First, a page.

Corned Beef

Curing your own corned beef is easier than you might think. All you have to do is pick out a beef brisket, trim the fat, put together a simple brine, place the meat and brine in a non-reactive container, weight it down, and refrigerate it for seven days. A platter of homemade corned beef will make your St. Patrick’s Day feast that much better.

5 lbs beef brisket (2.27 kg)
1/2 cup pickling salt (154 g)
2 tbsp Prague Powder #1 (34.2 g)
1 1/2 tbsp ground black pepper (11.3 g)
3 1/4 tbsp garlic granules (33.1 g)
1/3 cup granulated sugar (77.2 g)
2 quarts chlorine-free water (1.9 L)
1 tbsp pickling spice (6.8 g)

1. Trim the fat cap which covers the beef brisket to about 1/4 inch thick.
2. Combine water, salt, Prague Powder, garlic powder, pepper and sugar in a large crock; stir well to make brine solution.
3. Spray pump the trimmed brisket with the freshly mixed brine solution to equal 10-15% of the original meat weight.
4. Submerge brisket in brine solution, place heavy platter on top of meat to keep it submerged, cover crock, refrigerate 7 days.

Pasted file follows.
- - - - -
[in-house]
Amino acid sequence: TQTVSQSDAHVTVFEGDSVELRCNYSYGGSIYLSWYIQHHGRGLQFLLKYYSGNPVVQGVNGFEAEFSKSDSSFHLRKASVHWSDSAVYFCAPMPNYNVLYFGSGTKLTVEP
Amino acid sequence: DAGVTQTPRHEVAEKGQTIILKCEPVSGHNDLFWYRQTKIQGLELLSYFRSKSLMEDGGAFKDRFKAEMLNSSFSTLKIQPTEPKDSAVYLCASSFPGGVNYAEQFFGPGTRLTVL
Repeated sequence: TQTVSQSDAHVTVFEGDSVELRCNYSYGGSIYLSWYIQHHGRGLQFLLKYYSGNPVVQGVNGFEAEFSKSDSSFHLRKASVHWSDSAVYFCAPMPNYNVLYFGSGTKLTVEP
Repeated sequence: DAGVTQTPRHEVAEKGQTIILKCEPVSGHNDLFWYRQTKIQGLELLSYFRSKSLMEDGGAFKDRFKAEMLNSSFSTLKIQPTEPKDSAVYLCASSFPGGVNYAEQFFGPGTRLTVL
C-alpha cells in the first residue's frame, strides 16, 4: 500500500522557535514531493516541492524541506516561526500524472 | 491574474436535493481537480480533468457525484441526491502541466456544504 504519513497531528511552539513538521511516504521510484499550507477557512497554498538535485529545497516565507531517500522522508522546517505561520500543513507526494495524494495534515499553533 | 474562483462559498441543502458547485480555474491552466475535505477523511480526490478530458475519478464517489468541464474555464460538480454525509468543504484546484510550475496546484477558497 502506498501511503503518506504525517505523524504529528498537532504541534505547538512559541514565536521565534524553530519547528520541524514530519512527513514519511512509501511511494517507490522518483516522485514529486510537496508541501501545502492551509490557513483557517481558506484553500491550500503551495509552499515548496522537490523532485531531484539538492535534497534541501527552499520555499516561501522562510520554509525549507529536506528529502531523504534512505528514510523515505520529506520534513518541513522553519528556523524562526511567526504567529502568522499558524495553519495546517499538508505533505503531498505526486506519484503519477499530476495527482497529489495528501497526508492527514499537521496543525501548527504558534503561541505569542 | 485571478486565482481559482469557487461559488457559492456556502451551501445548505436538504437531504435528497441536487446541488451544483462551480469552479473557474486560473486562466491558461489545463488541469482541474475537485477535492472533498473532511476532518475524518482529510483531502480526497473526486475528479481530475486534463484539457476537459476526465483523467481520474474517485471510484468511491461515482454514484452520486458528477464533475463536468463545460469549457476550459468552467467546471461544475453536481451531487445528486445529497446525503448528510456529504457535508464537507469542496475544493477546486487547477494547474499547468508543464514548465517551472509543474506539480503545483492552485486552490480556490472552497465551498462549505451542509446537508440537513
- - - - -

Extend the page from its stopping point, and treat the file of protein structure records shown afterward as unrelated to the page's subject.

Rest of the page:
5. Turn brisket over and stir brine every other day and as this action will aid in the even distribution of the brine solution.
6. Remove brisket from brine solution, place in a large heavy pot, add pickling spice and enough fresh water to cover the meat.
7. Bring water to a quick boil, lower heat, and simmer 3-4 hours or until brisket is fork tender.
8. Corn beef is fully cooked and ready to eat at this time. It can be served hot or cold.

The layer of fat on the bottom side of a typical beef brisket varies in thickness from paper thin up to a half-inch or more. Ideally a 1/4” (0.65 cm) inch thick layer of fat is enough to produce a top-notch corned beef brisket.

Although stoneware crocks are preferred by home “cure mongers”, any non-reactive, deep-welled container can be used as a brining vessel. Glass, ceramic, plastic, stainless steel, or stainless steel fall into this category.

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